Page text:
We’ve just hauled our boats around Lima Dam and are flying down the Red Rock River on spring snowmelt. We rush around a bend and find a barbed wire fence strung taut across the water- the highest lines well above our heads in kayaks, the lowest two are dragging and shredding anything on top of the water that draws near.
Immediately we start back-paddling, but the current is too strong. As the river hurls us toward ripped dry-bags, damaged boats and tetanus the dash begins for the shoreline and try to grab anything that will slow our assault.
Just before we make contact we’re able to latch on to some willows and jump out of our boats. As my feet hit the river bottom, the current grabs a hold of the front of my boat and whips it out, now parallel to the fence. My boat and the fence are on a collision course.
When boat meets cheese grater…
There’s only one choice left to make, so I intentionally flip my boat upside down so the barbs only scrape plastic. With a last gulp of air I plunge myself underwater as we make contact with the fence to keep the boat from disappearing downstream.
As I surfaced on the other side, there were only a few scratches on the plastic boat, and my dry top was torn at the sleeve, but everything else was okay. We regrouped and set off downstream not knowing that 30 more fences of myriad designs and ingenuity awaited us ahead. We both had recurring dreams of unexpected fences rushing towards us for many nights to follow…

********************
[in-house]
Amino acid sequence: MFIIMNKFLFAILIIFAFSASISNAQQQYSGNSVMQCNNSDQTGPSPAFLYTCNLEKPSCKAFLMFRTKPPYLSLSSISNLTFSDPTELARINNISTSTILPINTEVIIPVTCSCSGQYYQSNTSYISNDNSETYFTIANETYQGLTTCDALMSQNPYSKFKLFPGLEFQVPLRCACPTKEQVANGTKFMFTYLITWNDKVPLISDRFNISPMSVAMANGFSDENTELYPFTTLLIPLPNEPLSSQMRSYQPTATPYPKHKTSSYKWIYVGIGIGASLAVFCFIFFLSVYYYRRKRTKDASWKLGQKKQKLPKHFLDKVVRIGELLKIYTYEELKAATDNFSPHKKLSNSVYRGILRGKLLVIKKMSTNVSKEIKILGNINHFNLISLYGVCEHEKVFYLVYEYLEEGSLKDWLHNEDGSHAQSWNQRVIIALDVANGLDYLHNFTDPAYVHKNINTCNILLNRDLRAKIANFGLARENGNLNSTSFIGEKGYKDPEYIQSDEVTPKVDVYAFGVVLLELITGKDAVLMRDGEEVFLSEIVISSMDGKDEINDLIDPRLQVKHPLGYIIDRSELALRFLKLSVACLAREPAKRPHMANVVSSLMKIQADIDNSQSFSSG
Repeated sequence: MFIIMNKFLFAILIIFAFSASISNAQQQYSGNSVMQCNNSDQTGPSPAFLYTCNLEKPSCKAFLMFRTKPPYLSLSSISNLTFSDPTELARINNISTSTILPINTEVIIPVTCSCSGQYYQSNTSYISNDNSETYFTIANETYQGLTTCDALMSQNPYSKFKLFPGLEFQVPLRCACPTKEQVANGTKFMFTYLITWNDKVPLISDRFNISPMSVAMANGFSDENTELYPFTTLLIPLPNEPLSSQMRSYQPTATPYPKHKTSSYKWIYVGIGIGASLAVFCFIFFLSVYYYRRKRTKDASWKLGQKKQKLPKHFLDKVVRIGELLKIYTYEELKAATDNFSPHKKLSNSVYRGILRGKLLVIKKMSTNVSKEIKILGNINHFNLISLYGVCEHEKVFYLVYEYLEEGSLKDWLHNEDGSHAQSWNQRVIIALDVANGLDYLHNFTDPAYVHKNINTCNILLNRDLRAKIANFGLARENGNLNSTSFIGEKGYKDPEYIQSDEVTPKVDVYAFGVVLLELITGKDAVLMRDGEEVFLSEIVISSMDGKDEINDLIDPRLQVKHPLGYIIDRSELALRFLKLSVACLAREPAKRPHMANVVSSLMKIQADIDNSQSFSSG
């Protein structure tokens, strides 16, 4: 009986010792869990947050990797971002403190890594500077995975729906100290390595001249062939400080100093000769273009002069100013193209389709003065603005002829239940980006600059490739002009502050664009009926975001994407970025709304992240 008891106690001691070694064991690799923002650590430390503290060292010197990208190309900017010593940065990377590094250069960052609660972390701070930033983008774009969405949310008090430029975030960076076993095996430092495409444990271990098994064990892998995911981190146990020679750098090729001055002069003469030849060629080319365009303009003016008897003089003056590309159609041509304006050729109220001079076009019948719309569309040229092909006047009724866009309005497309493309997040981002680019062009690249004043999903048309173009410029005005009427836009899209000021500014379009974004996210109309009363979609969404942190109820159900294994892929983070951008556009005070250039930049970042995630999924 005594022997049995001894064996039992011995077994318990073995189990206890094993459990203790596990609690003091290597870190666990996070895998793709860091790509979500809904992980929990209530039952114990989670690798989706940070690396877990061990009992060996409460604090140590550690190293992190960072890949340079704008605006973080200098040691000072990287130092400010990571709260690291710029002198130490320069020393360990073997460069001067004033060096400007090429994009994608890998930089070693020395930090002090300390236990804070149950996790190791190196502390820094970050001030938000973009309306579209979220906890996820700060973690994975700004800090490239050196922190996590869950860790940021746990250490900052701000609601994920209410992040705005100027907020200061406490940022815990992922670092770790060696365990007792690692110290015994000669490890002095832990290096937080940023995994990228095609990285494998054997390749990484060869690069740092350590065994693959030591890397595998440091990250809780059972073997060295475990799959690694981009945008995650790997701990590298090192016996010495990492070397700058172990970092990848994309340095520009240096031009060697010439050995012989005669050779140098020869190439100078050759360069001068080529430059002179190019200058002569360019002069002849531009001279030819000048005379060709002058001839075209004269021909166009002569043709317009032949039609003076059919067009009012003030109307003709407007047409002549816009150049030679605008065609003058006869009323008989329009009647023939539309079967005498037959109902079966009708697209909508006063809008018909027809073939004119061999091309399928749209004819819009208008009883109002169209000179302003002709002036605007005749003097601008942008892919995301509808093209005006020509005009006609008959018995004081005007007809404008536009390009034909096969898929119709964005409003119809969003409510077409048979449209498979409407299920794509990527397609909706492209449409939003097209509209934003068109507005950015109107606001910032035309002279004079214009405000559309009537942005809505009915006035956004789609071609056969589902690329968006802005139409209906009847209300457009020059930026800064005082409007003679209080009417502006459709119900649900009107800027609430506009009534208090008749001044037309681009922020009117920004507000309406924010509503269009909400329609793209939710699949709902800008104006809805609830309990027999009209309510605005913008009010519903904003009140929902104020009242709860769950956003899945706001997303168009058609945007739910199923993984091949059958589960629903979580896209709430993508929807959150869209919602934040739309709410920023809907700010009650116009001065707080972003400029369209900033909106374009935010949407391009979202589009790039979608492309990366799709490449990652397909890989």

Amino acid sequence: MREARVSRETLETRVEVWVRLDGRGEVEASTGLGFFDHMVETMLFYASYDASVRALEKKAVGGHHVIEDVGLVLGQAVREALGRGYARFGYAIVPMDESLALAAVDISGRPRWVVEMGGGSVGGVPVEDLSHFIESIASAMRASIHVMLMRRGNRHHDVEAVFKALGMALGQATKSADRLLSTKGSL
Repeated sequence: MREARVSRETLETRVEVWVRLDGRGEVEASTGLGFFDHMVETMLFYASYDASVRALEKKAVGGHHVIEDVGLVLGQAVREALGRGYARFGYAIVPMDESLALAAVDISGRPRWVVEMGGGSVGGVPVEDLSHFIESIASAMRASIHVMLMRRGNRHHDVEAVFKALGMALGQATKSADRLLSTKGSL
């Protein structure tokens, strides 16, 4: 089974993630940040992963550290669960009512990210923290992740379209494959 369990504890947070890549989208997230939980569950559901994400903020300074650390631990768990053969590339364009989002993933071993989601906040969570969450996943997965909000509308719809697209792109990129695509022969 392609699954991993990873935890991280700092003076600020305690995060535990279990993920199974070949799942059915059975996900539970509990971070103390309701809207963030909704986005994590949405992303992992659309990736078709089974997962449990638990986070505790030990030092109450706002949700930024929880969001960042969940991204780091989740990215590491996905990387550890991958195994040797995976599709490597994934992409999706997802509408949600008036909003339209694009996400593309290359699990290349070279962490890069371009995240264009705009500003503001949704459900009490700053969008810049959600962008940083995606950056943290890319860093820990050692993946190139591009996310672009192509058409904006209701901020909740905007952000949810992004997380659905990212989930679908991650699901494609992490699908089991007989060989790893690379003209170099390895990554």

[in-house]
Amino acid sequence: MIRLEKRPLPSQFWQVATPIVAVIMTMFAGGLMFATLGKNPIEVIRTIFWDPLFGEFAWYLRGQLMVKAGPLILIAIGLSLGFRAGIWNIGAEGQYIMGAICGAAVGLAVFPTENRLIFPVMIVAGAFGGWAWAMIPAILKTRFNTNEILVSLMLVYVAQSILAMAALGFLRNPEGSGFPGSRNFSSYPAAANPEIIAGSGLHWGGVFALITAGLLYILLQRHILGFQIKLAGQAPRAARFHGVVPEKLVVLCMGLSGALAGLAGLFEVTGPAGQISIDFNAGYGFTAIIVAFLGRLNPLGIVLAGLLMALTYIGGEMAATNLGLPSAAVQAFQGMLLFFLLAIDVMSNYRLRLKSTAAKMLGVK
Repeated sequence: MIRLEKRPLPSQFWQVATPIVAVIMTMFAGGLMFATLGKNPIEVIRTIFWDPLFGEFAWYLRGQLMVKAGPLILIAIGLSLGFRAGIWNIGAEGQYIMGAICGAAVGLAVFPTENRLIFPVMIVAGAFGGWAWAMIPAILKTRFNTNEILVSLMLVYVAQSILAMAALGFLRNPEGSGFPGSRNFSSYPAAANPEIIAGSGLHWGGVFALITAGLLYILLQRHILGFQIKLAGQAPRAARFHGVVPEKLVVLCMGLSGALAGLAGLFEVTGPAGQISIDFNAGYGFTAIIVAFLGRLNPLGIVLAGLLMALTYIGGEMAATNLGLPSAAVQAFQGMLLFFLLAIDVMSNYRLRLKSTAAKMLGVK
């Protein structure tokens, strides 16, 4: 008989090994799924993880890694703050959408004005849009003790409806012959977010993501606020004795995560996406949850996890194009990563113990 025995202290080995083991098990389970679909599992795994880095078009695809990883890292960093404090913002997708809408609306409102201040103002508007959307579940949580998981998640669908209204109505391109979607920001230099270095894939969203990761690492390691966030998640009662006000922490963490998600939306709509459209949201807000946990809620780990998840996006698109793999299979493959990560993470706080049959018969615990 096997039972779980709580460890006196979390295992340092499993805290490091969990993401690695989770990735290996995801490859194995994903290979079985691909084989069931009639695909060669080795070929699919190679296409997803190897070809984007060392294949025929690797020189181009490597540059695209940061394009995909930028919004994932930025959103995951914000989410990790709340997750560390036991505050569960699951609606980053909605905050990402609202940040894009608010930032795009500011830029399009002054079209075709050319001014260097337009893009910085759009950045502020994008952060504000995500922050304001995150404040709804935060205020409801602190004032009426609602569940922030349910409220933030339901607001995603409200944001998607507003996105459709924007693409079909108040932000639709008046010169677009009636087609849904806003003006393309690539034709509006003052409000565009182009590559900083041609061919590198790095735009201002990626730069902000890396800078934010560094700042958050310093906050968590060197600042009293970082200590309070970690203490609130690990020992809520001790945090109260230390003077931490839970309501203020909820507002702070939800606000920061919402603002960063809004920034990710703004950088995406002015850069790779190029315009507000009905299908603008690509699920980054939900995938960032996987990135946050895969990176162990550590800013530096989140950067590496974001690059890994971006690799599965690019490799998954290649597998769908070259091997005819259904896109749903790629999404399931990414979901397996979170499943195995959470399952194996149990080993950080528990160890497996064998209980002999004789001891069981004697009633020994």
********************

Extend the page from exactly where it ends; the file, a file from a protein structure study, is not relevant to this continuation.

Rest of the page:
The Welcome Party
And this was our introduction to kayaking the longest waterway in North America. Three months ago we were sitting in Denver trying to envision what our adventure would look like- I at my comfortable banking job and Nick working on corporate commercials. We had spent countless hours preparing, trying to mitigate the hazards as much as possible, but the daydreams I had back at the corporate office weren’t even close to reality. We’ve all had those “Wouldn’t it be nice to…” train of thoughts, and this is an example of what happens when you follow that notion.
But the unexpected isn’t always negative- we couldn’t imagine some of the incredible campsites we’ve slept at with our Mountainsmith Mountain Dome tents and Arapaho sleeping bags(editor’s note, models available January ’15). The point is that while you’re having that office daydream part of you realizes it won’t play out exactly how you’re thinking for better and for worse. But I would argue that if everything goes to plan you aren’t really on an adventure at all, and it’s those moments when you have to deal with the unexpected that make the trip memorable and worthwhile.
Follow along with the Blackwater Drifters this summer as they challenge themselves to kayak the longest waterway in North America. from Montana to the Gulf of Mexico…
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